Running away from nature lovers but into the hearts of soccer moms, the City Council ended a simmering debate over a $40 million sports complex along the Jordan River on Tuesday with a surprisingly unanimous nod.
Honoring the 2003 bond vote, it turns out, trumped lingering environmental questions.
Still, a mushrooming green group convinced soccer fields will ravage the wildlife and wildlands vows to appeal in 3rd District Court.
The vote concludes a six-year controversy that in recent weeks has ensnared Mayor Ralph Becker's administration with allegations it is forsaking the largest, last undeveloped chunk of open space along the Jordan and his open-space credentials.
Critics panned the complex planned for 2200 North as a "pay to play" playground for the rich and elite.
But a game group of soccer enthusiasts, who argue young players are underserved and that tournaments could be an economic boon, blunted the opposition.
Becker always trumpeted the proposed 23-acre natural area that would rim the 13 fields and include a river buffer that averages more than 220 feet. But the vote to release the $15.3 million bond and cash Real Salt Lake's $7.5 million gift agreement came with more conservation strings. The motion calls on the mayor to present a detailed restoration plan that may require a bigger buffer, reconfiguration of the fields, and possible private-land purchase.
The state deeded the 160 acres to the city for virtually no expense last year.
"We voted for this -- it won in 2003. And it didn't win on deception," said Councilman Luke Garrott, insisting a recreation and restoration area can coexist for visitors -- not all of whom will be players.
Councilwoman Jill Remington Love agreed an "outdoor classroom" -- scores of residents called for a nature preserve instead -- would not happen without the fields. And she countered the contention of enviros and Councilman Soren Simonsen that the complex violates the area's open-space zoning. "Putting something on the ballot is the ultimate in planning."
Others, including former Councilwoman Nancy Saxton, said the "boondoggle" exposes the city to litigation.
"This is the wrong spot," Jan Bartlett scolded the council. "It's almost as though you're representing the administration" as toadies.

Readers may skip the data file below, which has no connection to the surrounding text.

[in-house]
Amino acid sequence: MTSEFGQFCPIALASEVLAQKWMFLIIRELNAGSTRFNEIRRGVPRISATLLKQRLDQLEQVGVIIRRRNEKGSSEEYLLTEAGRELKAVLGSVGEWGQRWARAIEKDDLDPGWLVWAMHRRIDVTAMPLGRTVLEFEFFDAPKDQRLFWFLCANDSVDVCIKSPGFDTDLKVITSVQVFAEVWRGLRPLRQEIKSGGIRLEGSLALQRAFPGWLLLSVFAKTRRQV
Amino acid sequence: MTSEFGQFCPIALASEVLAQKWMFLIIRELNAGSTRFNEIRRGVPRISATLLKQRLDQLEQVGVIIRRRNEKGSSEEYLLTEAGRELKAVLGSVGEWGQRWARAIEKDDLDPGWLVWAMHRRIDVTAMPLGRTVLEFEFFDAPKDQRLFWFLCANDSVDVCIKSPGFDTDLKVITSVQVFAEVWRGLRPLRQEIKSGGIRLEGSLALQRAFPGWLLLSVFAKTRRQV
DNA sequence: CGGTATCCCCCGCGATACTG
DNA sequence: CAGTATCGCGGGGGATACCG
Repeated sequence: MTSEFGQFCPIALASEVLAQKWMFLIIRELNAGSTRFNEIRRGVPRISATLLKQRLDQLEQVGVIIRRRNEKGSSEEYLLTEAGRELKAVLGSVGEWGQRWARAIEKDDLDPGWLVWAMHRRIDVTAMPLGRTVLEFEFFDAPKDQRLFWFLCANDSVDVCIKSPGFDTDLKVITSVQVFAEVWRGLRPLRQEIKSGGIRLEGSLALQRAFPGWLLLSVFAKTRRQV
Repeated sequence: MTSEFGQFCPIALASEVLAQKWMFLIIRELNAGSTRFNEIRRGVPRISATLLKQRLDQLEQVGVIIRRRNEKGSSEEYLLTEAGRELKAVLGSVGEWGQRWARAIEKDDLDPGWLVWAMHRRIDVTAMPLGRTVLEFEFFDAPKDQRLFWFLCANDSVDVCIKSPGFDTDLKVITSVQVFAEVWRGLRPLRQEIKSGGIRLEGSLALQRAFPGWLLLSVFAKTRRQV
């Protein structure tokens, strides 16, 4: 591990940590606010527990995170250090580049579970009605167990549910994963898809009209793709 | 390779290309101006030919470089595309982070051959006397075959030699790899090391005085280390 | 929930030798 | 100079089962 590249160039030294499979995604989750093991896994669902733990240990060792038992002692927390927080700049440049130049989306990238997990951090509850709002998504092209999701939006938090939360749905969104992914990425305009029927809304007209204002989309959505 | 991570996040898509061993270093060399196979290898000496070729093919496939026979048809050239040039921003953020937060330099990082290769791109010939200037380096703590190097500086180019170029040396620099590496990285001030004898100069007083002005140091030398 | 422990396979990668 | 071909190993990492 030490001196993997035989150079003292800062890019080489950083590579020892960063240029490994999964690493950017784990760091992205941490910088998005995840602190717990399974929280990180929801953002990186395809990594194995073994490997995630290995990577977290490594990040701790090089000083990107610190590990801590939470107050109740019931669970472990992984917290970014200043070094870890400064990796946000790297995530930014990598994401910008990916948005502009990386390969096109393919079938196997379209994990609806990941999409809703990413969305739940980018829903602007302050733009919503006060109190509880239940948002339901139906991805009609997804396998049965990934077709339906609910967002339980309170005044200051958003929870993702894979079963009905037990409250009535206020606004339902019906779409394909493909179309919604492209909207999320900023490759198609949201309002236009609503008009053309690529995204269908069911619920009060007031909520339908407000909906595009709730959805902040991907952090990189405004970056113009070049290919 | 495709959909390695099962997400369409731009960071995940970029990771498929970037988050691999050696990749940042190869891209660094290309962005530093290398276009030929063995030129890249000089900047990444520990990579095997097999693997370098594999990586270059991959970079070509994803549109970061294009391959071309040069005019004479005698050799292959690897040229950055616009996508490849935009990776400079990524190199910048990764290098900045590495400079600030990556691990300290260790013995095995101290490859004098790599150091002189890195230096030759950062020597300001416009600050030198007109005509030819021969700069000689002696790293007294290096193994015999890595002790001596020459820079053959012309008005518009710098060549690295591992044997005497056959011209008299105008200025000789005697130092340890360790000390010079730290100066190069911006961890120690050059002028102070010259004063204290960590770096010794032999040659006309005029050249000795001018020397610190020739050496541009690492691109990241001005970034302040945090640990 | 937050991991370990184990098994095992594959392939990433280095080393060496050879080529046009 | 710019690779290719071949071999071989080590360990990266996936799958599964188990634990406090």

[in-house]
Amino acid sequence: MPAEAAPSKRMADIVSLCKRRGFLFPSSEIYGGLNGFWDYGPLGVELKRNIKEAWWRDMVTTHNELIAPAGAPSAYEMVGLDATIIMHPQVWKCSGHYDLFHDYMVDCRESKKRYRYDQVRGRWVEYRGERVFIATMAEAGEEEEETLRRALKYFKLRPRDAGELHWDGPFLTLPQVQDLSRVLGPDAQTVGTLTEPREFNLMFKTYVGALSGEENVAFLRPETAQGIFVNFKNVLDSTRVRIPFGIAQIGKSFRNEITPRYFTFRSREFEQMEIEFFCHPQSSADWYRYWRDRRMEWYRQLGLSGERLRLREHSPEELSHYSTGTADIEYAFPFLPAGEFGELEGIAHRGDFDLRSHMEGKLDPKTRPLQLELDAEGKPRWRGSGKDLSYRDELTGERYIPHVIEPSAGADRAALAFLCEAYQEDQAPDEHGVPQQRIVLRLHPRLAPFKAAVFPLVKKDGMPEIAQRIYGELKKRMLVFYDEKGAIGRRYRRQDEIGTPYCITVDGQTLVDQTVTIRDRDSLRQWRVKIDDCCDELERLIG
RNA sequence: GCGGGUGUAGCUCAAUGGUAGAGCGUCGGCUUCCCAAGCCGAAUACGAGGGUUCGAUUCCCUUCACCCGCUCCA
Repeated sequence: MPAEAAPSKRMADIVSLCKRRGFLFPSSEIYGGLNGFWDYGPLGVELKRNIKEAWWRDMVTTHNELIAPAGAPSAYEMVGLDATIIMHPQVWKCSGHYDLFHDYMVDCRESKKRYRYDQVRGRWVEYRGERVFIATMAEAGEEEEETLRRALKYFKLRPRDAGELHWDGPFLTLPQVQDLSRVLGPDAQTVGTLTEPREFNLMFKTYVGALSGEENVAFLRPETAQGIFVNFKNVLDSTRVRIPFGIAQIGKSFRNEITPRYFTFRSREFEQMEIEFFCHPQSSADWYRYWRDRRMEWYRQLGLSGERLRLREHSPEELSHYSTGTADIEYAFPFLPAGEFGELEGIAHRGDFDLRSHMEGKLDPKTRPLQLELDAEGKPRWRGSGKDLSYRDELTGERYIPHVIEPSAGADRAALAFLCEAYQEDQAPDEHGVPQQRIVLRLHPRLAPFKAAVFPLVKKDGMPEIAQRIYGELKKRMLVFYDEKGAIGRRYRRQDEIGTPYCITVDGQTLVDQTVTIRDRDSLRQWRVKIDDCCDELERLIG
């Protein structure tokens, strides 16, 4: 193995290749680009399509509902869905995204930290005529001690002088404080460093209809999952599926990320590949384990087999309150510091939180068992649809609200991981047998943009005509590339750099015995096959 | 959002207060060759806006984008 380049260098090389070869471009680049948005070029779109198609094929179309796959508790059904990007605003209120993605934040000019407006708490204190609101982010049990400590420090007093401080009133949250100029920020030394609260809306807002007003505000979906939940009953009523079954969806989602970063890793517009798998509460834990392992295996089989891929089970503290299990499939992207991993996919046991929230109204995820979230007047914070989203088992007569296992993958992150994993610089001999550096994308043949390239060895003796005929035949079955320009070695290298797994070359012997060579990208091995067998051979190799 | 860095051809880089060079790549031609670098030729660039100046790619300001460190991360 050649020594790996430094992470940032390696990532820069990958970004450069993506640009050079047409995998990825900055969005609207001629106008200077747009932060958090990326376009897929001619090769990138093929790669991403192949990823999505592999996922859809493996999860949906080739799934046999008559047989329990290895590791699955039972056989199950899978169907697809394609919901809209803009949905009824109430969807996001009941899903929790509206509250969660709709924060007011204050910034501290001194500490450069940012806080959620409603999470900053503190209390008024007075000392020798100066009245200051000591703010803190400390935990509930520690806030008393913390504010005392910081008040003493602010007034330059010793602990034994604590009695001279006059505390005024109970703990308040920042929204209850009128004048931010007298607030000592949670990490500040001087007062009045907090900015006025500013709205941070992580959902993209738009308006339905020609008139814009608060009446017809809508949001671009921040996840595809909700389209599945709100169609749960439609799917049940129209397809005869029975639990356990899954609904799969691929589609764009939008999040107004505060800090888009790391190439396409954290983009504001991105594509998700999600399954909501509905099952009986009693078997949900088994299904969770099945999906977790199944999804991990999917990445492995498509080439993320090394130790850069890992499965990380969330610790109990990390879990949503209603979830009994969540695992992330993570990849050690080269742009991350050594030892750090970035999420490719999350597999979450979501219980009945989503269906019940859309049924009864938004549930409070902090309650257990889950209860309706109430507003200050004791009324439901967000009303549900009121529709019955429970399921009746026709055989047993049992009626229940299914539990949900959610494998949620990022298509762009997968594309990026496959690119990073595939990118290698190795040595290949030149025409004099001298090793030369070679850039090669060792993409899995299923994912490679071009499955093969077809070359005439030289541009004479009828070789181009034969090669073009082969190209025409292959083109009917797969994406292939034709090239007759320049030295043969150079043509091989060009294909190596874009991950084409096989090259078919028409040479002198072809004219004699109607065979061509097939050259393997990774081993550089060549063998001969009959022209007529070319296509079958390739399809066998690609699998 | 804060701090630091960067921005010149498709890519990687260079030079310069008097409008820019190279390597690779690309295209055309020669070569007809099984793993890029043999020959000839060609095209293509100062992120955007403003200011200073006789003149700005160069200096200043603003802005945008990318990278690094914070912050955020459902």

Instead of two sprawling soccer centers in the Salt Lake Valley, the petition-wielding Jordan River Restoration Network pushed for the renovation of the one that already exists in West Jordan. After all, it already has 23 fields, could be rebuilt for tournaments for less money, and it sits on land owned by Salt Lake City.
Tonight, the West Jordan City Council will weigh whether to launch a $14,700 study of the run-down fields as well as for a nearby 53-acre parcel. West Jordan last hosted a regional tournament in 2003 at the largest soccer complex in the state. But leaders of the U.S. Youth Soccer Association vowed not to bring another tournament there without improvements to the trampled, uneven fields.
Paul Burke, a past president of Utah Youth Soccer, says tournaments at the new complex could drive dollars since it is close to the airport, freeway and downtown hotels. Even so, naysayers note it flies in the face of Becker's oft-cited walkability and transit-oriented goals.
But former Mayor Rocky Anderson said a change of location would be an "enormous betrayal," that would jeopardize the $7.5 million check from RSL. "Dave Checketts is probably praying that you change the location," Anderson said.
Indeed, City Attorney Ed Rutan warned that the ability to issue the bond would be "undercut" if the location changed.
If the geography is now settled, the politics aren't. Longtime conservationist Jeff Salt says the move has crippled Becker's reputation with the environmental community. And since Salt Lake County Mayor Peter Corroon was a key architect of Blueprint Jordan River, a vision document to protect the corridor, Salt says his silence may haunt him in the governor's race.
"The Republicans are going to eat him alive over this," he said, adding that the real motivation for the complex is to buoy a RSL sports academy. "The soccer fields become a public subsidy for the Real Salt Lake private academy."
For his part, Corroon says he supports the fields so long as the project includes "some protections" of the waterway.
Rosemary Winters and Jeremiah Stettler contributed to this story.
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